Unhappily nothing else in The Life And Times Of A Teaboy, which subsequently describes the erratic career of Feeney's son Ambrose, quite matches this early attack.
Introspective, mother-fixated, wary of his intense, preoccupied father, Ambrose 'a brooding schoolboy in black trousers' is clearly set on an incorrigible, downward path.
As well as fixing his destiny, these early years - a strange, burrowing life lived out beneath the rainy Limerick skies - also give the boy his nickname: from childhood Ambrose features as a devoted slave endlessly boiling the kettle for his mother, a religious obsessive languishing in the front room, and complicit with her in silent battles against the old man.
Each step in Ambrose's early life treads the perimeters of this tiny, run-down encampment, where he and his mother occupy 'the innermost sanctum of the roasting fire'. When he lands his first job, janitorial work in a local hotel, the object is to buy her presents. Unrealisable dreams of becoming an architect are swiftly jettisoned for a safe job in the Ministry of Fisheries, which involves manning a lighthouse on the coast. At first Ambrose welcomes the security, the cameraderie of his colleagues and the chance to subsidise his mother's benefactions. But the demons are gathering: illness and the news that his mother is spending his remittances on a brother's university fees, which Ambrose construes as betrayals, tip him firmly over the edge.
The rest of the novel is a decline - literally and figuratively. Shunted in and out of hospital, shaken up by electric shock therapy and damped down by pills, Ambrose eventually returns to the family home after his father's stroke, fearful that the place will be sold and his only chance of serenity drift away. The book ends with him back inside, attempting to write 'the sociological novel of his dreams' - in fact the life-story we have hitherto been reading - and patronised by the ghost of Samuel Beckett. Recent Irish history, never very subtly introduced before, now arrives in great clumps of exposition, and Ambrose's status as a kind of barometer of the national consciousness grows rather too laboured for comfort.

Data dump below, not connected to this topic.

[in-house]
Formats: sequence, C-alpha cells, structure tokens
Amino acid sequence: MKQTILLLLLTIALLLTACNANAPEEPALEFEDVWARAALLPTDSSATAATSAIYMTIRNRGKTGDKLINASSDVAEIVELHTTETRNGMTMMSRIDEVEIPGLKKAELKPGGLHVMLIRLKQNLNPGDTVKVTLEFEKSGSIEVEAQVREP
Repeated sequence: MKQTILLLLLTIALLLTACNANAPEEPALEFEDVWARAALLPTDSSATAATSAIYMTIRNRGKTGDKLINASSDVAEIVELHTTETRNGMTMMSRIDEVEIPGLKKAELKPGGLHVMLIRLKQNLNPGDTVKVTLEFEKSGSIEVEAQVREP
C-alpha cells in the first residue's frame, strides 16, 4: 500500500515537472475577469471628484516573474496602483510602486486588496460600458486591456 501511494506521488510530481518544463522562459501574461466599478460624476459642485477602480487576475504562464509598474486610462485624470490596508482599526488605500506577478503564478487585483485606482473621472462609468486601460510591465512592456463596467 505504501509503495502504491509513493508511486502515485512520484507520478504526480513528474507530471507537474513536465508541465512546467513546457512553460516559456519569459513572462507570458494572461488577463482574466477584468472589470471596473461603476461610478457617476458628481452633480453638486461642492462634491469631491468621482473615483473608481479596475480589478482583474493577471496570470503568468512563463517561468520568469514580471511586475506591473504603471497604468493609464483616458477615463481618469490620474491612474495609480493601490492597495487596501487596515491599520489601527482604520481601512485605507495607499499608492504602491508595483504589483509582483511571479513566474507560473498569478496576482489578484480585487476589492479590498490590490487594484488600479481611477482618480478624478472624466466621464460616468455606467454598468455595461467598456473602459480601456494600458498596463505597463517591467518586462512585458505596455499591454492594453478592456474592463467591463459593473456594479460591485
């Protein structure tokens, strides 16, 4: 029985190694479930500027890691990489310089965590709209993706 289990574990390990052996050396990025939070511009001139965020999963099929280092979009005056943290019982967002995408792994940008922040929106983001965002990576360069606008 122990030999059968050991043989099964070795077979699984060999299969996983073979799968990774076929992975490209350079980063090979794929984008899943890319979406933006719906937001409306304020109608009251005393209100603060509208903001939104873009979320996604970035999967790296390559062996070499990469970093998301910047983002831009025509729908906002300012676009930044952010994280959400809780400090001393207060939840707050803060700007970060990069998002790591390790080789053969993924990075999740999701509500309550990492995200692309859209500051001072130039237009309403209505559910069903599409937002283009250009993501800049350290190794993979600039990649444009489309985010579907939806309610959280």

All this is a shame, for at his best Michael Collins is a considerable stylist. Writing about Ambrose and his cronies at the lighthouse, the winding alleys of Limerick, an odd incident in the hotel where the adolescent Ambrose sits quietly in the ladies' lavatory, terrified that someone will discover him - his prose has a thoughtful, sinewy quality, a kind of subliminal toughness of mind underlying the mundane ebb of the story. Even a state-of-the-nation lament put into the mouth of a bus-stop drunk works, because the man and his clotted diction are never quite extinguished by the history lesson below, and the reader is perpetually conscious of Ambrose's flustered, angry presence in the wings. By the end though, The Life And Times Of A Teaboy, has slightly outstayed its welcome.Reuse content